Hedge Gallery presented Color House (San Francisco, November 10, 2104 -January 6, 2015), the most recent works from California artist Tony Marsh. This body of work will stop those who know his art in their tracks. For over a decade he made two types of work. The best known was his perforated vessels with holes drilled into their body. He also made bowls and large platters in earthy tones with molded prehistoric seeds and other natural forms placed inside the vessel. There was some color as well but it was more the accent than the norm.
Above image: Tony Marsh, Single Story with Block Contents, C, 2014, terracotta, wax and assorted color
Two years ago volcanic glaze took over his projects, sudden and seemingly without warning. At the time I saw that as a sudden departure from the work that had made him internationally known. First, Marsh does not “do” sudden. He is careful and measured. Secondly, once I got past the new surfaces (which had been in gestation for a decade) the arts, the cylinders and the balls were familiar. Even with the glazes, they were pockmarked with holes.
This time, however, the shock of the new is real. This work is not anchored to the past and one senses in the artist a rising urgency to take on an array of new ideas that have, for one reason or the other, been bottled up over the years. Marsh describes the current chapter in his use of the vessel, fifteen works in all, simply as “a small-scale arena for the testing and containment of a variety of ideas.”
The gallery explains that as unusual as these works may seem, Marsh is continuing his exploration of the rich history of ceramic:
“…while at the same time creating sculptural objects that engage in a dialogue with the history of art. the sculptures ask the viewer to stretch intellectually through time, referencing both ancient ceramic technologies and more modern artistic movements. the rectilinear blocks making up the vessels’ contents are hand cut and finished, each unique in proportion and size. each block is bisected by two colors selected at random, then arranged in a compositional exploration of color, drawing a clear reference to the Neo-Plasticism of Piet Mondrian and Colorfield painters such as Ellsworth Kelly and Kenneth Noland.
“Marsh has created pieces that can be inserted or arranged in endless positions that result in new compositions. the tactile and visual familiarity of the blocks encourages the participation of the viewer, through the potential of his or her own intellectual play. they function as bits of information that bring forms into focus, occupying a place on the continuum of visual culture, between the deep history of their material and the digital nature of our present.”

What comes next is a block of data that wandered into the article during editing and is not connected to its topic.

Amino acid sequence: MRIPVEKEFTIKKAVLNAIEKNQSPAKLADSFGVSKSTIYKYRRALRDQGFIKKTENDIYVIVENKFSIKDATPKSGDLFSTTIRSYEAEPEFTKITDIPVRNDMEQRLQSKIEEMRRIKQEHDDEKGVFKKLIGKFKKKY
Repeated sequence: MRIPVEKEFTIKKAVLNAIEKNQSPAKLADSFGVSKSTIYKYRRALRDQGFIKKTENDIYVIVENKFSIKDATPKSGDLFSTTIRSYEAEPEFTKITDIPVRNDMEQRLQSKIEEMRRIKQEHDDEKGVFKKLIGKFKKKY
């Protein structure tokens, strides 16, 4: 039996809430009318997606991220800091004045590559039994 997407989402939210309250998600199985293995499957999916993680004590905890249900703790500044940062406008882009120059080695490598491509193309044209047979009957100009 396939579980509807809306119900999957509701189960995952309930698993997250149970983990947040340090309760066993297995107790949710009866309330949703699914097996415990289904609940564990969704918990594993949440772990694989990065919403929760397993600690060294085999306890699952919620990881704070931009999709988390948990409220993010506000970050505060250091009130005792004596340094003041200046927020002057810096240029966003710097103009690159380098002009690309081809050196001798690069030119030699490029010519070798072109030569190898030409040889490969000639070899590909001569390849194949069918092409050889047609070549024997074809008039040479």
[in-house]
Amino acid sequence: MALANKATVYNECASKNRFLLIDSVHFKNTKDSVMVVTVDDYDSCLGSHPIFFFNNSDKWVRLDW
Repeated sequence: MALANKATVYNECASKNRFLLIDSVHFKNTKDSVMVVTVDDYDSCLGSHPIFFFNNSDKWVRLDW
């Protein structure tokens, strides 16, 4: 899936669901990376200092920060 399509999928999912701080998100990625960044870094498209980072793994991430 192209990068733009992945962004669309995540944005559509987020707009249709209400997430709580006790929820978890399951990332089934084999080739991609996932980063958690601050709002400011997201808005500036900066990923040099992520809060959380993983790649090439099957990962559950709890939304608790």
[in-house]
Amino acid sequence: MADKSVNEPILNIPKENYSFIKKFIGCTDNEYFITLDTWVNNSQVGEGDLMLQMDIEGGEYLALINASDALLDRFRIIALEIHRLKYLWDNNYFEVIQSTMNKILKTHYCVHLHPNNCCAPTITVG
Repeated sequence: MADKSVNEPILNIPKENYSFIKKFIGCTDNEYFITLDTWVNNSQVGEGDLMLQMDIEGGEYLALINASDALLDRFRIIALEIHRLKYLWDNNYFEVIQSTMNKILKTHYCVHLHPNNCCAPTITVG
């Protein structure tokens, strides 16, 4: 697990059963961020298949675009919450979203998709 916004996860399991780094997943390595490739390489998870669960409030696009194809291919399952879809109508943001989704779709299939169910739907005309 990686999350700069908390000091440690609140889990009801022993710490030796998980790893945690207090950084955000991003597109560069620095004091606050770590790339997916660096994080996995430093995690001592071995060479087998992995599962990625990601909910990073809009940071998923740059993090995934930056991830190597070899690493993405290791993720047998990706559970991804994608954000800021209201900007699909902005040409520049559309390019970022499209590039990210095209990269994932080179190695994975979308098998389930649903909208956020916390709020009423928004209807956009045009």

All of this is true but not enough. The complexity in this work is impressive. Let’s go back to the exhibition title, Color Houses. I doubt it was chosen without deliberate context. The feeling that comes across is not just a house, another form of functional container by the way, but specifically the traditional manicured wooden houses of Japan.
It is not literal in its architectonic presentation but it is present. The job of the terracotta boxes with their right angles, drawers and tabletops is to channel wood representing Japanese boxes or chests of drawers. It becomes multimedia with only one medium.
Then there is our inner child and, I suspect, the maker’s as well. One cannot look at the forms’ brightly colored demand to be touched in a way that some of his earlier cretaceous dry surfaces did not. If your fingers don’t itch to touch and play you are not getting the art. Their friendly candy colors (perversely, but understandably) make one want to lick the surfaces.
I am older so I think back to wooden colored blocks. Most today would think Lego. Whatever your constructor kit heritage, the elements you will make you want to play and build new relationships, not necessarily 3-D, but with color compositions. And, much like the being-unable-to-reassemble-the watch period, one may never be able to get them back to the purity of the artist’s virginal arrangement, but your remade painting will be yours and the art more personal as a result.
In this sense this work will always be art at risk, it will lose its original arrangement; pieces may be misplaced or broken, an impermanence that some will find worrying and others comforting and who knows what objects for other sources their guardians may add over time? Thus they will always be in transition.
A quick bio: following a Bachelor of Fine Arts degree in 1978 from California State University Long Beach, Marsh studied for three years with the Japanese National Living Treasure Tatsuzo Shimaoka in the the traditional pottery town of Mashiko. In 1988, Marsh completed his MFA at Alfred University in New York. He is currently the head of the ceramic arts program at CASULB where he has taught for more than 20 years.
You can go here to download a catalog of the exhibition courtesy of Hedge and distributed online by CFile Library. We will be appending more of these free publications to our posts in the coming year as fully-featured free eBooks (Color House will reappear in this format soon).
Garth Clark is the Chief Editor of CFile.
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